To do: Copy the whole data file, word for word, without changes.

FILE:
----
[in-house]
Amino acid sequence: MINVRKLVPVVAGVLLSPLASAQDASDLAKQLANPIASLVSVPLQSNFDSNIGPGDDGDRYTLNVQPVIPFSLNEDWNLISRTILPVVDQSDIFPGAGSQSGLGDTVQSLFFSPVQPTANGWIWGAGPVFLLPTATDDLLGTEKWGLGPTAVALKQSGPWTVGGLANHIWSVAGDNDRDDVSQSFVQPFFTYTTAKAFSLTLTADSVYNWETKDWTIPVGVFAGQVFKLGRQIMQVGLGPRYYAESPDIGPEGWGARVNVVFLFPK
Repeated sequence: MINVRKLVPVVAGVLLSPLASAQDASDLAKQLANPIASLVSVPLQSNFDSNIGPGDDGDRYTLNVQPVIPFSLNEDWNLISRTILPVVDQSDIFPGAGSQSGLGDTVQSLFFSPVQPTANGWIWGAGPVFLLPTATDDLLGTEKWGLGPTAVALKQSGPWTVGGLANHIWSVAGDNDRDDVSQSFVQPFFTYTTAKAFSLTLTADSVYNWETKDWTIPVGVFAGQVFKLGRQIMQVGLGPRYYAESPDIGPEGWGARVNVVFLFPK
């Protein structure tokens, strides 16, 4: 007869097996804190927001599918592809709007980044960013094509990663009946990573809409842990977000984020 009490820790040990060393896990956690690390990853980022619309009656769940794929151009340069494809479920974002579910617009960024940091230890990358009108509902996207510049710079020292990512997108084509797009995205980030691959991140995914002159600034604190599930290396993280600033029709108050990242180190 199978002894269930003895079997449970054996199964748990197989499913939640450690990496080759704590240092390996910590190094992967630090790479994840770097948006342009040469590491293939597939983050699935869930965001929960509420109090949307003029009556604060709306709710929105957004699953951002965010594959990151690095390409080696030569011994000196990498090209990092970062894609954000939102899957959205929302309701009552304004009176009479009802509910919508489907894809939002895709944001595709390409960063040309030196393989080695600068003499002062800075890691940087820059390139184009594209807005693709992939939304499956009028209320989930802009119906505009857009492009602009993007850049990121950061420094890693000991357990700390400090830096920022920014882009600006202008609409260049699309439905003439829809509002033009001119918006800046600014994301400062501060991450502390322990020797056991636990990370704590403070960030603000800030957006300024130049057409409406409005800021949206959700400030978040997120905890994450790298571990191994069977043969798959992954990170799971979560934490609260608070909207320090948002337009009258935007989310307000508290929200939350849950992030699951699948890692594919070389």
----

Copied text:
[in-house]
Amino acid sequence: MINVRKLVPVVAGVLLSPLASAQDASDLAKQLANPIASLVSVPLQSNFDSNIGPGDDGDRYTLNVQPVIPFSLNEDWNLISRTILPVVDQSDIFPGAGSQSGLGDTVQSLFFSPVQPTANGWIWGAGPVFLLPTATDDLLGTEKWGLGPTAVALKQSGPWTVGGLANHIWSVAGDNDRDDVSQSFVQPFFTYTTAKAFSLTLTADSVYNWETKDWTIPVGVFAGQVFKLGRQIMQVGLGPRYYAESPDIGPEGWGARVNVVFLFPK
Repeated sequence: MINVRKLVPVVAGVLLSPLASAQDASDLAKQLANPIASLVSVPLQSNFDSNIGPGDDGDRYTLNVQPVIPFSLNEDWNLISRTILPVVDQSDIFPGAGSQSGLGDTVQSLFFSPVQPTANGWIWGAGPVFLLPTATDDLLGTEKWGLGPTAVALKQSGPWTVGGLANHIWSVAGDNDRDDVSQSFVQPFFTYTTAKAFSLTLTADSVYNWETKDWTIPVGVFAGQVFKLGRQIMQVGLGPRYYAESPDIGPEGWGARVNVVFLFPK
């Protein structure tokens, strides 16, 4: 007869097996804190927001599918592809709007980044960013094509990663009946990573809409842990977000984020 009490820790040990060393896990956690690390990853980022619309009656769940794929151009340069494809479920974002579910617009960024940091230890990358009108509902996207510049710079020292990512997108084509797009995205980030691959991140995914002159600034604190599930290396993280600033029709108050990242180190 199978002894269930003895079997449970054996199964748990197989499913939640450690990496080759704590240092390996910590190094992967630090790479994840770097948006342009040469590491293939597939983050699935869930965001929960509420109090949307003029009556604060709306709710929105957004699953951002965010594959990151690095390409080696030569011994000196990498090209990092970062894609954000939102899957959205929302309701009552304004009176009479009802509910919508489907894809939002895709944001595709390409960063040309030196393989080695600068003499002062800075890691940087820059390139184009594209807005693709992939939304499956009028209320989930802009119906505009857009492009602009993007850049990121950061420094890693000991357990700390400090830096920022920014882009600006202008609409260049699309439905003439829809509002033009001119918006800046600014994301400062501060991450502390322990020797056991636990990370704590403070960030603000800030957006300024130049057409409406409005800021949206959700400030978040997120905890994450790298571990191994069977043969798959992954990170799971979560934490609260608070909207320090948002337009009258935007989310307000508290929200939350849950992030699951699948890692594919070389």